OTOLARYNGOLOGY
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Brandon Cox, PhDBrandon Cox, PhD
Assistant Professor

 

 

 

Hearing loss is primarily caused by damage to specialized cells (called hair cells) that detect sound waves traveling through the cochlea of the inner ear.  Non-mammalian vertebrates, such as birds, fish, and amphibians, can regenerate their hair cells after damage, while damage to auditory hair cells in mammals is currently thought to be permanent. We have recently developed a genetic method to damage hair cells in the neonatal mouse in vivo and discovered that, in contrast to common belief, the mouse cochlea does have the capacity to regenerate its hair cells
after damage. However, when hair cell death was induced at one week of age, no evidence of regeneration was detected.

The goals of my laboratory are to build upon these findings and investigate the cell source, mechanism, and genes involved in hair cell regeneration in the neonatal mouse cochlea. We are also interested the developmental changes that take place during the first postnatal weeks that prevent regeneration from occurring in juvenile and adult mice. We use mouse genetics (Cre/LoxP and tetracycline inducible systems) to manipulate gene expression in specific cell types at specific ages, as well as fate mapping to trace the origin of the regenerated hair cells.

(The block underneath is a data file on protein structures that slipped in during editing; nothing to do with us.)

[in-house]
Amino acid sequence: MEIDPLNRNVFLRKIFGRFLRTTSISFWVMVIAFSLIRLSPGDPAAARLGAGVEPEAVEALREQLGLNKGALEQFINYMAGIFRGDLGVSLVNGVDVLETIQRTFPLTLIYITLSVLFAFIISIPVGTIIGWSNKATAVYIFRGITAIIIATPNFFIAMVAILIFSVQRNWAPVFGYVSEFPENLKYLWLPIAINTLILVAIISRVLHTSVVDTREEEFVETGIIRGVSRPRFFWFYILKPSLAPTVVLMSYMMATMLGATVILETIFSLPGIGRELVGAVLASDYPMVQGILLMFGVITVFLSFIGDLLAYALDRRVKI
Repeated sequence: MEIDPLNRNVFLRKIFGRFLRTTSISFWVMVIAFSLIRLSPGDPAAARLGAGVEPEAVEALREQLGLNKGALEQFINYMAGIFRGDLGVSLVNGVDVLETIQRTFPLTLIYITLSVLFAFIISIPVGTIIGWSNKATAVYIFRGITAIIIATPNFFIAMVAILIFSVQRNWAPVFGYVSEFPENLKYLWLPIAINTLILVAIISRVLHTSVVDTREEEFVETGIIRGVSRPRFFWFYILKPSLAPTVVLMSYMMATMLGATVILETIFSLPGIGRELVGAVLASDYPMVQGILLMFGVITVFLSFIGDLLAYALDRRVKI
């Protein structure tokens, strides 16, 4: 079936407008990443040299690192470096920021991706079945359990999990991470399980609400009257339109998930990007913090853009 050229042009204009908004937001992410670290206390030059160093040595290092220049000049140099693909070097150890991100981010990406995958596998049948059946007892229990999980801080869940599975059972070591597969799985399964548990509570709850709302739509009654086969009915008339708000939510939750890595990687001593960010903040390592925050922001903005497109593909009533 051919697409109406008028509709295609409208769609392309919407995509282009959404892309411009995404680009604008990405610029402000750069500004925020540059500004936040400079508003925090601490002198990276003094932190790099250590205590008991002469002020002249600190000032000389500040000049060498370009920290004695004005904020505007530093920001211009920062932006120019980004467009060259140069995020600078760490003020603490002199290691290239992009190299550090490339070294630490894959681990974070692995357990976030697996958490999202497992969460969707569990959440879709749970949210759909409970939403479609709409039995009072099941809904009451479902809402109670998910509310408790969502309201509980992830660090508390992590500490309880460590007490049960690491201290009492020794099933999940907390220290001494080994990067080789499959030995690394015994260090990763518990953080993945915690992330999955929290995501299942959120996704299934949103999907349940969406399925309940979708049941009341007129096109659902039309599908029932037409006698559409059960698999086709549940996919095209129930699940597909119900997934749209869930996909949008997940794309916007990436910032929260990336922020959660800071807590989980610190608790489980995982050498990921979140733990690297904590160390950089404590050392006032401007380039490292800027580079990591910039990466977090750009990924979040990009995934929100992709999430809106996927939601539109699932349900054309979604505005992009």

YFP (green) labeled hair cells in the apical turn of the cochlea in Atoh1-CreER; Rosa26-YFP mice given tamoxifen at birth.

Newly regenerated hair cells in the neonatal mouse cochlea. Myosin VIIa (red) is a ubiquitous hair cell marker. Prestin (green) is specifically expressed in differentiated outer hair cells. EdU (white) labels cells that had previously divided.

 

Recent Publications